Letting the shaped loaf rise.
We're a little embarrassed to write about this coffee cake today. Not because it wasn't good - because it was. Crazy good, in fact! No, we're sheepish about how quickly we absolutely devoured the entire loaf...in about five minutes. Check out the gallery for the incriminating photo evidence.
In our defense, there were four of us doing the devouring and we were absolutely starving by the time it was finally shaped, baked, and cooled. Plus it was just really, extremely, ridiculously good.
The recipe comes from Flo Braker and her book Baking for All Occasions by way of Leite's Culinaria website. We were immediately attracted to the idea of thin sheets of sweet yeast bread fragrant with citrus and drizzled with cream cheese icing (for which we have a well-known weakness).
We found the recipe a bit difficult to follow in places, especially when it came to dividing the dough and assembling it into the sheets. The directions were specific to the point of confusion and after a few times reading them through, we just went with our gut instinct.
Soldiering through the recipe is well worth it, though! In the oven, the sugar packed between the layers bubbles up to create a crunchy crust over the top of the loaf. The bread puffs up, too, making irregular toasted peaks and tender buttery valleys. The whole house smelled of fresh bread, orange, and lemon. Is it any wonder that we could barely wait for it to cool before diving in?!
The bread tasted amazing. We hovered around the counter and pulled off leaf after the leaf of fresh baked bread. The middle was so soft that it practically melted in our mouths while the crust was cookie-like in its crispiness. The cream cheese glaze was literally the icing on the cake.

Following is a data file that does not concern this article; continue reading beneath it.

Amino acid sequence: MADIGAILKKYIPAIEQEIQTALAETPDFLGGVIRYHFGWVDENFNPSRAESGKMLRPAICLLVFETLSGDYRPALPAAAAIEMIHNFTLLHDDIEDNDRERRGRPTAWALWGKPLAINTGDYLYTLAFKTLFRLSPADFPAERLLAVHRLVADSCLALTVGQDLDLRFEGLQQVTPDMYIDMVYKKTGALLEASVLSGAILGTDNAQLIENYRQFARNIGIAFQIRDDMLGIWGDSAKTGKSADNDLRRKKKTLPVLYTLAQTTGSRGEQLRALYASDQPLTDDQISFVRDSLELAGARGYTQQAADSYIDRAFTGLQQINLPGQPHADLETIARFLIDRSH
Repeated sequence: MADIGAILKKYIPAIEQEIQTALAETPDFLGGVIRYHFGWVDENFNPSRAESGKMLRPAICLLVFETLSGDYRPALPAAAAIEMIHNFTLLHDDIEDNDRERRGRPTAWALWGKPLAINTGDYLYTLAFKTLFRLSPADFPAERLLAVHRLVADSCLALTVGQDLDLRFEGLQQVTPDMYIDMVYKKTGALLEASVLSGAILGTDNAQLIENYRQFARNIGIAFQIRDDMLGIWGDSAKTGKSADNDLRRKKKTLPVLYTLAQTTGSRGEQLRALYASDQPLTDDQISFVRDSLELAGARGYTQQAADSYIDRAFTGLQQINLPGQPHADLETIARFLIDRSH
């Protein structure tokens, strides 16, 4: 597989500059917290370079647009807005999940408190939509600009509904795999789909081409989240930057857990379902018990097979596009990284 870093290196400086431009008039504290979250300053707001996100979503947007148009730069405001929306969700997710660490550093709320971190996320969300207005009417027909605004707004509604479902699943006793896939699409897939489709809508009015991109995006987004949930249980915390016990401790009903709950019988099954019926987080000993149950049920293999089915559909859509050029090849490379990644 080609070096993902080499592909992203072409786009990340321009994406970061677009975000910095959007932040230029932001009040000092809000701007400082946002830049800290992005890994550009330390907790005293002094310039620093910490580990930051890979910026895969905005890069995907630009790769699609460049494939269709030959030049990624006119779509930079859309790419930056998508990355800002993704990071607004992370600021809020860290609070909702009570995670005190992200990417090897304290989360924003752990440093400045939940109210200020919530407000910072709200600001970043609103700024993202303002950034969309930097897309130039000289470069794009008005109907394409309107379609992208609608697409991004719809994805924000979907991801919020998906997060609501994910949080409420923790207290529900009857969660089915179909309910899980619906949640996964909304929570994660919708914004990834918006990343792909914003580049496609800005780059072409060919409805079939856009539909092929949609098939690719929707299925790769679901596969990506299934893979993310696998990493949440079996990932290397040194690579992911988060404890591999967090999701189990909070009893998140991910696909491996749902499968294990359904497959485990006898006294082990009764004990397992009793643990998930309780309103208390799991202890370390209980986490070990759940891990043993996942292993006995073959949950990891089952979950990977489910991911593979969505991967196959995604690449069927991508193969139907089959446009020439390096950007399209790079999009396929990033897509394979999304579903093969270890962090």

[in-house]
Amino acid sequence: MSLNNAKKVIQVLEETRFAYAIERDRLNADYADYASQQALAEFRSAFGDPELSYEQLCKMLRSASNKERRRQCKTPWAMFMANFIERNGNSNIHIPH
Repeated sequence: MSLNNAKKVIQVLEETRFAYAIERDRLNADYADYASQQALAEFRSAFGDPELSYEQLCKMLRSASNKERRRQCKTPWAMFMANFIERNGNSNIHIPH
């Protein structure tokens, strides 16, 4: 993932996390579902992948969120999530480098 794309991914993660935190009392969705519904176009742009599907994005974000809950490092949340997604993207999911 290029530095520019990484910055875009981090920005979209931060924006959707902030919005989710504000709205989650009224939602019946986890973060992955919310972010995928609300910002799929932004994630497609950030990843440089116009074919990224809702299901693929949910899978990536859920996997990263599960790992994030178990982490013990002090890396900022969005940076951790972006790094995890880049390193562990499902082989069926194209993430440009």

So. Put this recipe on your "make soon" list for sure. And definitely have a few friends around when it's ready because you don't want to be left alone with it, trust us!
A Few Extra Notes:
• We made the dough the night before and refrigerated it. The next morning, we cut the dough and shaped the loaf while it was still cold from the fridge. We think this helped make the dough easier to work with, plus it cut down on the waiting time in the morning!
• It was hard to tell when the loaf was actually finished. We baked it for 35 minutes until the top was golden brown, but the very center still had some raw dough. We'd recommend poking an instant-read thermometer into the middle - the loaf is done at around 200°. If the top is getting too browned, cover it with a sheet of aluminum foil.
• Let the loaf cool as long as possible in the pan. We took it out a little too early (we were hungry!) and it fell apart a little. It could have used more time for the sugar to set up and hold the sheets together.
• We thought the instructions for getting the loaf out of the pan were a little confusing. Here's what we did: run a knife between the loaf and the pan to dislodge it. Put an upside-down plate over the top of the loaf and flip both the loaf and the plate over so the loaf is upside down on top of the plate. Gently lift off the pan. Set another plate (or a wire rack) upside down on the loaf and invert it again so the loaf is right side up.
• Get the Recipe - Lemon-Scented Pull-Apart Coffee Cake from Leite's Culinaria
Related: Classy and Irresistible: 8 Very Tempting Bundt Cakes
(Images: Emma Christensen)